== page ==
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Plant in the fall to get a jump on spring

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Catherine W. Idzerda
September 8, 2013

JANESVILLE—When spring comes to Wisconsin, people emerge from their homes with one desire: To see green things growing—immediately.

Those spring trips to the nursery are like rewards for surviving the winter.

But consider this: The autumn is just as good, and in some cases better, for planting.

“In spring, people really have that built-in urge to plant,” said Phyliss Williams, co-owner of K & W Greenery.  “In the fall, we have to prod ourselves a little bit to get planting, but it's worth it.”  

Mark Dwyer, director of horticulture at Rotary Botanical Gardens agreed, adding that autumn planting has distinct advantages.

“Because you're planting in mid to late September, you don't have the challenges of those hot days that you have in mid-summer,” said Mark Dwyer, director of horticulture at Rotary Botanical Gardens.  “And it gives the roots an opportunity to get established.”

Fall, he said, is an “awesome time to plant” not just for perennials, but also for shrubs, roses and trees.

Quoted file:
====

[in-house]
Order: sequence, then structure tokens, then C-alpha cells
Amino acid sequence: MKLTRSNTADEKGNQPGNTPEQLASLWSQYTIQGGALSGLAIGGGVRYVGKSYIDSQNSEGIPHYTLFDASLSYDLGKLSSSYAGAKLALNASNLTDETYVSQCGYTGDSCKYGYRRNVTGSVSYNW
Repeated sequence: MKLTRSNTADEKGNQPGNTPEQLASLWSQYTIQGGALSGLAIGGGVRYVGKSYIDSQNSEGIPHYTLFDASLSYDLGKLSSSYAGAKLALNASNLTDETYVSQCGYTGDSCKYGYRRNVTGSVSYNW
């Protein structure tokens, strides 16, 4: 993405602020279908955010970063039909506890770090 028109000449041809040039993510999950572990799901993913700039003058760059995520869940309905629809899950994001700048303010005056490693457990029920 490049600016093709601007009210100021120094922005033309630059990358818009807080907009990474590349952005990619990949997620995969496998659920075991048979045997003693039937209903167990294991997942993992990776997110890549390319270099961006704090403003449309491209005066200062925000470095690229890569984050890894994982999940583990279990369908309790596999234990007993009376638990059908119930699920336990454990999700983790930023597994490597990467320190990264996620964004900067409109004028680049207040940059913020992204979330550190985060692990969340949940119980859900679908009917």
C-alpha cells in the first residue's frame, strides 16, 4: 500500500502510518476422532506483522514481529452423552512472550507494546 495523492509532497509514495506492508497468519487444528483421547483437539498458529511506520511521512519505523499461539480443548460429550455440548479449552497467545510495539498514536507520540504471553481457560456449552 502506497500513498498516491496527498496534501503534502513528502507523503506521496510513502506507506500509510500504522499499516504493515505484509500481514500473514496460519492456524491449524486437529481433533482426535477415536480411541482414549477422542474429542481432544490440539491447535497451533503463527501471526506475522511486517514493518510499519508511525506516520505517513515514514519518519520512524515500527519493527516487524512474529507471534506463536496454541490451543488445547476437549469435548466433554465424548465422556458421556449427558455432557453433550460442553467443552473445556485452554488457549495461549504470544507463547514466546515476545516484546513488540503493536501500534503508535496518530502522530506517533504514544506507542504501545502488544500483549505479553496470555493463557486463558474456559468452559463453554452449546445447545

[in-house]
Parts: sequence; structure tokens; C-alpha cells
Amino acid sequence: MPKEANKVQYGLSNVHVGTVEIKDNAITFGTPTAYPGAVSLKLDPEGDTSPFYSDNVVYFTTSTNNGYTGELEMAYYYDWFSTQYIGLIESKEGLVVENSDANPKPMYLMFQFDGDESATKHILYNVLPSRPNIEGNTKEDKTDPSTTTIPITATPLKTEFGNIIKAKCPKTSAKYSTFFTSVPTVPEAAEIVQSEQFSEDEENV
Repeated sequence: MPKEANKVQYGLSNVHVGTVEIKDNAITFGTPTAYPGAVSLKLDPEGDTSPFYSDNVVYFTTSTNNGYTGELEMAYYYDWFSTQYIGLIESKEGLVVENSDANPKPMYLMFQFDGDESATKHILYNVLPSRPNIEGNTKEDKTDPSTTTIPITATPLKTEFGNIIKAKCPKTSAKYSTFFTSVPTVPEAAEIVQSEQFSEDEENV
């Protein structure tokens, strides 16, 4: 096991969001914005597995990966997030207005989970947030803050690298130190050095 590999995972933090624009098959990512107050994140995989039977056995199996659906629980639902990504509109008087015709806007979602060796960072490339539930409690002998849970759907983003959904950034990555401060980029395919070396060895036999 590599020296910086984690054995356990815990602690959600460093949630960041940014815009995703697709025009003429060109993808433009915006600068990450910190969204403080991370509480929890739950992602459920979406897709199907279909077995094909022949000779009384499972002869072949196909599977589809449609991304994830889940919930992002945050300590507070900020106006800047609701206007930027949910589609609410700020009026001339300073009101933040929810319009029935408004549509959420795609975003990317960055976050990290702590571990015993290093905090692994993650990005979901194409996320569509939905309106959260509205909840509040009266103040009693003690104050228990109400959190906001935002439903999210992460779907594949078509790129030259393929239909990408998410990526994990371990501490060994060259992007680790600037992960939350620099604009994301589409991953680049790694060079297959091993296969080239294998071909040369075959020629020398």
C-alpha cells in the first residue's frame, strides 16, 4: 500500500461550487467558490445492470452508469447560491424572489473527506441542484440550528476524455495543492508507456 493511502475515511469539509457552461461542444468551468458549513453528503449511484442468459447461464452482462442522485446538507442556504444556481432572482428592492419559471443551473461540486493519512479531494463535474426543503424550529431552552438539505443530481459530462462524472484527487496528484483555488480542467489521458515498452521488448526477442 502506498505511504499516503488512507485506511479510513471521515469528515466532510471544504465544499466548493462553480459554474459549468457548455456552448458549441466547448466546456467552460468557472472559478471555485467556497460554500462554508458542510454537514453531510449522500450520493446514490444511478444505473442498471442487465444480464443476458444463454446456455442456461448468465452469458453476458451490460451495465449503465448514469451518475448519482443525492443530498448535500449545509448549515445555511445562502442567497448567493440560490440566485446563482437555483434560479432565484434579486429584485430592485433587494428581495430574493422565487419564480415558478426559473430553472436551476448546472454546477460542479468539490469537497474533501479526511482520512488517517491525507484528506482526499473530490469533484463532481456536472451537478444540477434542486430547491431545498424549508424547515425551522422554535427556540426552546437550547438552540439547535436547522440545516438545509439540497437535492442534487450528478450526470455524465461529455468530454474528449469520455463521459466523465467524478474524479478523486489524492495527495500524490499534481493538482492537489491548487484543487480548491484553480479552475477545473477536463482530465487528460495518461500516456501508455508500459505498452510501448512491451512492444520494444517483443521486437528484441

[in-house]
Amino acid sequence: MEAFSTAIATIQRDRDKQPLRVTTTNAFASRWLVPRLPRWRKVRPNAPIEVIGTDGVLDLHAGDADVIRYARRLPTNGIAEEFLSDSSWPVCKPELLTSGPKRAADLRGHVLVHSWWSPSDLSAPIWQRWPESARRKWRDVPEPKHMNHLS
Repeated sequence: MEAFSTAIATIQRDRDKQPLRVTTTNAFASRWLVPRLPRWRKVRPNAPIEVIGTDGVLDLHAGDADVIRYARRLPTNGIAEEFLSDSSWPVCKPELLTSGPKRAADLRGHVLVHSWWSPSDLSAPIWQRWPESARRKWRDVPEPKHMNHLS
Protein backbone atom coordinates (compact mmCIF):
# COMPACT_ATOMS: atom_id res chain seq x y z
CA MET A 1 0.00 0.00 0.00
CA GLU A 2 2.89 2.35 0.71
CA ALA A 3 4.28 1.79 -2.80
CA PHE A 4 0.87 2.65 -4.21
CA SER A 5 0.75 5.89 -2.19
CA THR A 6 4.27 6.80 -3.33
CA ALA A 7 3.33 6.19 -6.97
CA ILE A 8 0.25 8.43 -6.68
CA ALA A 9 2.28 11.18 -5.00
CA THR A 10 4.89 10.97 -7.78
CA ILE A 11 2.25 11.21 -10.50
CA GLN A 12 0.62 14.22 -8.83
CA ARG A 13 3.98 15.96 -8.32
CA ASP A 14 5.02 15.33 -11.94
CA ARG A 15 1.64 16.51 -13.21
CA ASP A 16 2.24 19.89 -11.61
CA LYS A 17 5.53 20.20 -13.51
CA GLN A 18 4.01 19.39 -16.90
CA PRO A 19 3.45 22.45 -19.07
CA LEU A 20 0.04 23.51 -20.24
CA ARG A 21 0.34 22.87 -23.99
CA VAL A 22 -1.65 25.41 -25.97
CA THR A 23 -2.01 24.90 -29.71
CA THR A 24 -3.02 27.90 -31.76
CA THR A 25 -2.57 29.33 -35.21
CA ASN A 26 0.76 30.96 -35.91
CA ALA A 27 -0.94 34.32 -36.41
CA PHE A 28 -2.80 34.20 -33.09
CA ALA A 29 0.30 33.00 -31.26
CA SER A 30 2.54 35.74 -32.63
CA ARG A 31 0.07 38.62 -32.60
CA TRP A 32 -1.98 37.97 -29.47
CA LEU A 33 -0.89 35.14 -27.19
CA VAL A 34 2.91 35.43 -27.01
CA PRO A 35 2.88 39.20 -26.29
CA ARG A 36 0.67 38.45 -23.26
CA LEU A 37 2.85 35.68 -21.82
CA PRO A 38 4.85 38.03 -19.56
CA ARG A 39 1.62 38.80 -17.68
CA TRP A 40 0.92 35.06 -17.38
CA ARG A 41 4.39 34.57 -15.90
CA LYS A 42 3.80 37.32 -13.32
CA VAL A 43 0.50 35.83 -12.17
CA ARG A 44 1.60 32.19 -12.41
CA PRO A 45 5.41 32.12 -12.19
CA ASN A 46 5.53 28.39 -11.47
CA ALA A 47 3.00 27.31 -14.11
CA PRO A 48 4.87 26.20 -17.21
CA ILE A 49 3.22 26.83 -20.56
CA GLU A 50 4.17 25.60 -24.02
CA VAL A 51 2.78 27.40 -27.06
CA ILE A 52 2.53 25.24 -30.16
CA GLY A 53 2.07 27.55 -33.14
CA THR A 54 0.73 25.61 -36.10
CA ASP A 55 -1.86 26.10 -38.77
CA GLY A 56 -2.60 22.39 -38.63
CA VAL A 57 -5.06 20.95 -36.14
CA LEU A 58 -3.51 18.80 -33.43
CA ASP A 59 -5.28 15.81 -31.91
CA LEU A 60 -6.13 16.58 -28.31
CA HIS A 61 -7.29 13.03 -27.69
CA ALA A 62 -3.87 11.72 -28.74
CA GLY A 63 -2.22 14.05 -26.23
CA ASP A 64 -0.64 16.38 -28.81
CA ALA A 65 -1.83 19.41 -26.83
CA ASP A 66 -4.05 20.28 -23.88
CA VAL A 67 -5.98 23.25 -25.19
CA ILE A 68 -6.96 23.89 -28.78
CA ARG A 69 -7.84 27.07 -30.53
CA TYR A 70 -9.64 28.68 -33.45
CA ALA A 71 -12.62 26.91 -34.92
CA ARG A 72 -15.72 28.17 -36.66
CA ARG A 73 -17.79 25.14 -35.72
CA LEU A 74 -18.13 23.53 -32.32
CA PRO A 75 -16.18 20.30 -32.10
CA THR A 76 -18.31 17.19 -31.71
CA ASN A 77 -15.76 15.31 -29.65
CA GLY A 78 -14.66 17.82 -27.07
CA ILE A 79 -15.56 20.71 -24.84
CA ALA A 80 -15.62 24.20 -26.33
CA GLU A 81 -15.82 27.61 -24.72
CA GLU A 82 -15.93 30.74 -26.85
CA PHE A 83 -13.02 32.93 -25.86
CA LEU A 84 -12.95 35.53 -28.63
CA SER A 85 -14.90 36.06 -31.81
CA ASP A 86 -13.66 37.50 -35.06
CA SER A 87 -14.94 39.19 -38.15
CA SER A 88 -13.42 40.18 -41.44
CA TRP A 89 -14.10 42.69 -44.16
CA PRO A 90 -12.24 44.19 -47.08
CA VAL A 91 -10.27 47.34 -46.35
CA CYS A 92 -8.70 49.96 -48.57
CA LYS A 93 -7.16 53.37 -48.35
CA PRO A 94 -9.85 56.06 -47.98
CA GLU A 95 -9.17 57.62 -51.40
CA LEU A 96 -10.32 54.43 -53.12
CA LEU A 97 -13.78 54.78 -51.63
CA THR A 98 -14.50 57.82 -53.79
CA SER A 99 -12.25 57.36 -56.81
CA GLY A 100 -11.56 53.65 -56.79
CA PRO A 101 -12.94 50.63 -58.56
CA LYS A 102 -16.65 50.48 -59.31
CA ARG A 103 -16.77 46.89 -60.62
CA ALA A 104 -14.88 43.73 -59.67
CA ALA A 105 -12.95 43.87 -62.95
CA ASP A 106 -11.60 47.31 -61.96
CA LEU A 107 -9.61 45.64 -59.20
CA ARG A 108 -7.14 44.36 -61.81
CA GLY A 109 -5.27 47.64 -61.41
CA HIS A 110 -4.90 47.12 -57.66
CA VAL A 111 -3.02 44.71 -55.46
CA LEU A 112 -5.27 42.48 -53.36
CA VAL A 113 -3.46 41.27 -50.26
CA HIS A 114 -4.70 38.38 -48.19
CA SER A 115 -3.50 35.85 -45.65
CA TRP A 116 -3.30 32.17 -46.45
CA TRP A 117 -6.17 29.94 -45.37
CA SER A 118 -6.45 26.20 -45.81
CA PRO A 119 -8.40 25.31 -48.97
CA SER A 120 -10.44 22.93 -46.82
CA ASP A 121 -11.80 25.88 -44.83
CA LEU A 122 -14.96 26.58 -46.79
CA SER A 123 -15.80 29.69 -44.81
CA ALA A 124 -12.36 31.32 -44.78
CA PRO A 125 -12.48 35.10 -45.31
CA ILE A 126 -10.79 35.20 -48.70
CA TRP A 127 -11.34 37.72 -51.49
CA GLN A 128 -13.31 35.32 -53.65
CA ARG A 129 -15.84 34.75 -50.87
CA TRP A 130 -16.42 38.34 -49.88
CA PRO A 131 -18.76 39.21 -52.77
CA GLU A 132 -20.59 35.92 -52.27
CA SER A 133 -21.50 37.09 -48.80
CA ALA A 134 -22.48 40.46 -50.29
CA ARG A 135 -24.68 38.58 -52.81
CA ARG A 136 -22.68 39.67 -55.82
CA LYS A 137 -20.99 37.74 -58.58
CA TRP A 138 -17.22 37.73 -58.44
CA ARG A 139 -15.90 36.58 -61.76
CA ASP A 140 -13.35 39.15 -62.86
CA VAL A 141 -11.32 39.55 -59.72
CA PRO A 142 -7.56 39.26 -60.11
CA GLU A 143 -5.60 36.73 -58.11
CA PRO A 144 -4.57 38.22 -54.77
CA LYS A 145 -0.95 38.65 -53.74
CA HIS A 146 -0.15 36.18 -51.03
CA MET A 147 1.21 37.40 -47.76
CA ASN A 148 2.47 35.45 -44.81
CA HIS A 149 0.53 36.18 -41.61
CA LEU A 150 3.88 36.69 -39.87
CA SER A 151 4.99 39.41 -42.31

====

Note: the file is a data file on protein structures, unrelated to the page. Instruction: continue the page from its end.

“You can really get a jump on spring,” Dwyer said. 

We asked local experts for fall planting tips: What works, what doesn't, and the advantages of planting now instead of waiting until spring.

Getting a head start:  Gardeners have a saying: Perennials “sleep” the first year they're planted, “creep”—grow slowly—the second year and “leap”  the third year.

Fall planting is “almost like giving your plants another growing year,” Williams said.

“It's all about the roots,” Williams said. “The plants almost have two rooting seasons. One in the fall, and another in late February--the spring before anything else is really going on outside.”

Winter interest: Most of us buy plants when we see them flowering in the nursery, when they look their best.

But winter is a season in the garden, too, Dwyer said.

Shrubs or trees with red, yellow or white bark can add visual interest to the yard in winter. Trees with different forms or shrubs with berries can also add life to the winter yard.

Berries can also provide food for birds, and evergreens offer shelter.